In addition to the ostraca, the Vardaman collection includes first-century artifacts from the period of the first Jewish revolt against the Romans, around A.D. 70, with items such as pottery, colored plaster, glass, marble, and ballista—large circular rocks used as weapons—among others.
“There are things that attest to the high-end nature of the site,” Hardin said. “These are items that you would associate with the best Roman cities of that time.”
Morse, who remarried 12 years ago after Vardaman died in 2000, marvels at the newfound interest in her late husband’s discoveries. Calling him a “multi-gifted person,” Morse explained that after Vardaman’s initial travel to Machaerus, he insisted on bringing her and their two daughters on subsequent trips to the site.
Hardin, whose own archaeological focus is on Old Testament times known as the Bronze and Iron Ages within the same geographical area, said it is not uncommon for artifacts to undergo a long process—even decades—from field excavation through laboratory analysis to the scholarly publication process. However, when Vardaman excavated Machaerus, it was before current methodologies and best practices were established, though he took copious notes. The work to pair his field notes and dairies with the corresponding artifacts to properly document his collection is “like an epic jigsaw puzzle,” Hardin said.
If not for the dedication of Govaars, he continued, some precious treasures easily could have been lost. Instead, Govaars has conducted years of research to relocate and reassemble the collection, relentless in her commitment to complete the publication process.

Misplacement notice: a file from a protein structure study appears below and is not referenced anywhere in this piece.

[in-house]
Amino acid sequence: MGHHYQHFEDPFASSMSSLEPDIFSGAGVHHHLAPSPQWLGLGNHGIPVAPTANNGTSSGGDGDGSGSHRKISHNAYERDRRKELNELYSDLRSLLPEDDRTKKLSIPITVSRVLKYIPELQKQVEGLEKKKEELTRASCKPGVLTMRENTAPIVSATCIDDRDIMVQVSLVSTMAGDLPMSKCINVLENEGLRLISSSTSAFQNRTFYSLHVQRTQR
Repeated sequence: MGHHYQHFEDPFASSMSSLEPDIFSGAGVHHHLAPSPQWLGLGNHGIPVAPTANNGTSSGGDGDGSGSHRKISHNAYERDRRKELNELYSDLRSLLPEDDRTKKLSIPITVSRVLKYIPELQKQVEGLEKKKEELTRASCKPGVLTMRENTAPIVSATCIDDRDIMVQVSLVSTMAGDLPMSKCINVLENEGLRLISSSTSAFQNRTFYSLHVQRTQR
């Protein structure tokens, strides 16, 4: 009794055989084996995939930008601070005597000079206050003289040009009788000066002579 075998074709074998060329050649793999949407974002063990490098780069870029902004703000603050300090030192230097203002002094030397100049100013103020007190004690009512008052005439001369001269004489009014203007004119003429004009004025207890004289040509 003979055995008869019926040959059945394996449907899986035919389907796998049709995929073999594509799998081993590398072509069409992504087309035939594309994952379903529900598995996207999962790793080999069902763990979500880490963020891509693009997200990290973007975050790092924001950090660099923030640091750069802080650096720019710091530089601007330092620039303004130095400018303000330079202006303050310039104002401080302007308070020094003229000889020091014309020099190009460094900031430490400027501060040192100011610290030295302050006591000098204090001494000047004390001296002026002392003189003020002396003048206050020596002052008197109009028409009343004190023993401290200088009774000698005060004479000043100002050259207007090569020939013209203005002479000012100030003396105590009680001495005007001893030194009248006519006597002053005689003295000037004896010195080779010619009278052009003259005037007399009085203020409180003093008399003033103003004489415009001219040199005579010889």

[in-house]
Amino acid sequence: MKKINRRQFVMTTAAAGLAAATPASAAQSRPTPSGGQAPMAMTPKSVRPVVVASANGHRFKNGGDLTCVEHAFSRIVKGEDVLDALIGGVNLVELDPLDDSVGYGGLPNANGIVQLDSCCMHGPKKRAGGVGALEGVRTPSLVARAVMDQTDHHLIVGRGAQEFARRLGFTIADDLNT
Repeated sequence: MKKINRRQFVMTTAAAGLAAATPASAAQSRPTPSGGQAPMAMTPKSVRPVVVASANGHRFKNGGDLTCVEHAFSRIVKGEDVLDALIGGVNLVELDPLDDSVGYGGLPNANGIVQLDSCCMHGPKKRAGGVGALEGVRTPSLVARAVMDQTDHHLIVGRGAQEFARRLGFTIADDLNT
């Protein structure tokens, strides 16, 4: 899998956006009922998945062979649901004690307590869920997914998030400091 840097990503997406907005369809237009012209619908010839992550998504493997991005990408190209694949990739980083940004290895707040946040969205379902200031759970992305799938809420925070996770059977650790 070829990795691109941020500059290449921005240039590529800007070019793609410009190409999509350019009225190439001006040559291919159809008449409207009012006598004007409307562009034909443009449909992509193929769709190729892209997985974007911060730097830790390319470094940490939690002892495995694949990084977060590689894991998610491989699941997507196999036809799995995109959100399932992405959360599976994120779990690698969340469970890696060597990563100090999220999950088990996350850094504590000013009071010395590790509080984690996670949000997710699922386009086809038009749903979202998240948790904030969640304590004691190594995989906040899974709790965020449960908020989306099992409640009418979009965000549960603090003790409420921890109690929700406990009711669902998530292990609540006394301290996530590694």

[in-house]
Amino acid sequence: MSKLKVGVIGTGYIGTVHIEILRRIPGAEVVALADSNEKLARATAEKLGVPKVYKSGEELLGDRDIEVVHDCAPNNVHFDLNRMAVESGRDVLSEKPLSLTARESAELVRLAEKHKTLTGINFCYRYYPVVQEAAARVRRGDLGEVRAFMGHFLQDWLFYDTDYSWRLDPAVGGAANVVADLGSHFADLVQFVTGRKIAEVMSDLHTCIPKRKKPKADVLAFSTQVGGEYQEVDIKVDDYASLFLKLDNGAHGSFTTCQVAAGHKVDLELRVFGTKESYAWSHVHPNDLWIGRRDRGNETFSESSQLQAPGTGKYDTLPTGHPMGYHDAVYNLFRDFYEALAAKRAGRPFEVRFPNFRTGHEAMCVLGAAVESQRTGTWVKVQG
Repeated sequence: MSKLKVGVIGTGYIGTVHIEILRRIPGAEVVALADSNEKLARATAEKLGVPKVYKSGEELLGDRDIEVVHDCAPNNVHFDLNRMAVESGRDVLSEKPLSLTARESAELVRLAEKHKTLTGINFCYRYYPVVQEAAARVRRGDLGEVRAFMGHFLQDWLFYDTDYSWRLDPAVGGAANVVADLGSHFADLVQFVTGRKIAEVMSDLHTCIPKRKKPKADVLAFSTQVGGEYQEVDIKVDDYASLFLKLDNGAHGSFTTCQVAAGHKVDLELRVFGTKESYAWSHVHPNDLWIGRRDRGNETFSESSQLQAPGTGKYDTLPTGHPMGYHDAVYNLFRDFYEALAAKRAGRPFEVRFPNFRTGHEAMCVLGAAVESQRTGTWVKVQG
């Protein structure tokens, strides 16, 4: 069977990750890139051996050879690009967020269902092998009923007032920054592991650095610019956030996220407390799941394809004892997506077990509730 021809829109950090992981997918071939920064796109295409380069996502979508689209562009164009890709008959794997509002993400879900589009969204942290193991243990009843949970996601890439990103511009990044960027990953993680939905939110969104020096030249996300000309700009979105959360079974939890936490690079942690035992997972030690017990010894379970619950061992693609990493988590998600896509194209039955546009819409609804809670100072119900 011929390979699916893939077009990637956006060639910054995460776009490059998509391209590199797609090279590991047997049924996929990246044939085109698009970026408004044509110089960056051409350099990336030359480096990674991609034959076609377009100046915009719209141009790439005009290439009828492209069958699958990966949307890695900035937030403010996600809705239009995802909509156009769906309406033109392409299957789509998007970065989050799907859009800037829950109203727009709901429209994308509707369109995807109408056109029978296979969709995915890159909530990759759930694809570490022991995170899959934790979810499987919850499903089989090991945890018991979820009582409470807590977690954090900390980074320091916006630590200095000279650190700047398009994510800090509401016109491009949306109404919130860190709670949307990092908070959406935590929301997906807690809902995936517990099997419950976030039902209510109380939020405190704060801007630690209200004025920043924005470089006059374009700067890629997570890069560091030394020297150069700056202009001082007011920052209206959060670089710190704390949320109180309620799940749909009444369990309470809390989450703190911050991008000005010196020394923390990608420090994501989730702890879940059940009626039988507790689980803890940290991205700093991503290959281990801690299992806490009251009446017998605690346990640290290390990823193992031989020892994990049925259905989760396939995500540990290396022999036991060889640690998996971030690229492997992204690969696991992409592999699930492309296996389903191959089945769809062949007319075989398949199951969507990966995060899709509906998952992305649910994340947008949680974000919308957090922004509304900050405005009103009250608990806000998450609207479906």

“The work that she’s putting into this is Herculean,” Hardin said of Govaars. “She has been very dutiful and serious about preserving things that are significant for a scholarly community.”
Together, Rollston and Govaars are planning to publish their findings from analysis of the Vardaman collection.
Govaars is a 63-year-old New Jersey native reared in Southern California who spent time as a civilian school teacher overseas for the Department of Defense Educational Activity. Her love of archaeology began when her uncle provided a scholarship for her to study in Israel in the 1980s. She later worked at the Caesarea Maritima site as a Drew University graduate student and came across Vardaman’s name in her research. She communicated with him through letters in 1981 but never met him in person. In returning to her research after a hiatus, she tried to contact Vardaman two decades later, just a few months after he died. In his absence, she continued her talks with his wife.
“I made a promise to Mrs. Vardaman that I would see that her husband’s work was published because he could no longer do it. Since she gave me access to unknown archives, it became my responsibility to publish them for other people,” said Govaars, adding that through her work, she wants to ensure that Vardaman’s memory is respected.
“I got bitten by the bug of archaeology, but it’s also the bug of being part of a team, and that’s why I love coming to the Cobb. It’s a team that’s supporting me,” she said.
Hardin said the Cobb Institute, and endowments given by Cully Alton and Lois Dowdle Cobb, position MSU to play a leading role in archaeological discovery. In addition to providing funding for the Cobb’s building, including a research facility, laboratory and museum, the Cobb endowments created an MSU research unit focused on archaeological specialties in the geographical regions of the Mediterranean basin and the southeastern United States.
MSU is Mississippi’s leading university, available online at www.msstate.edu.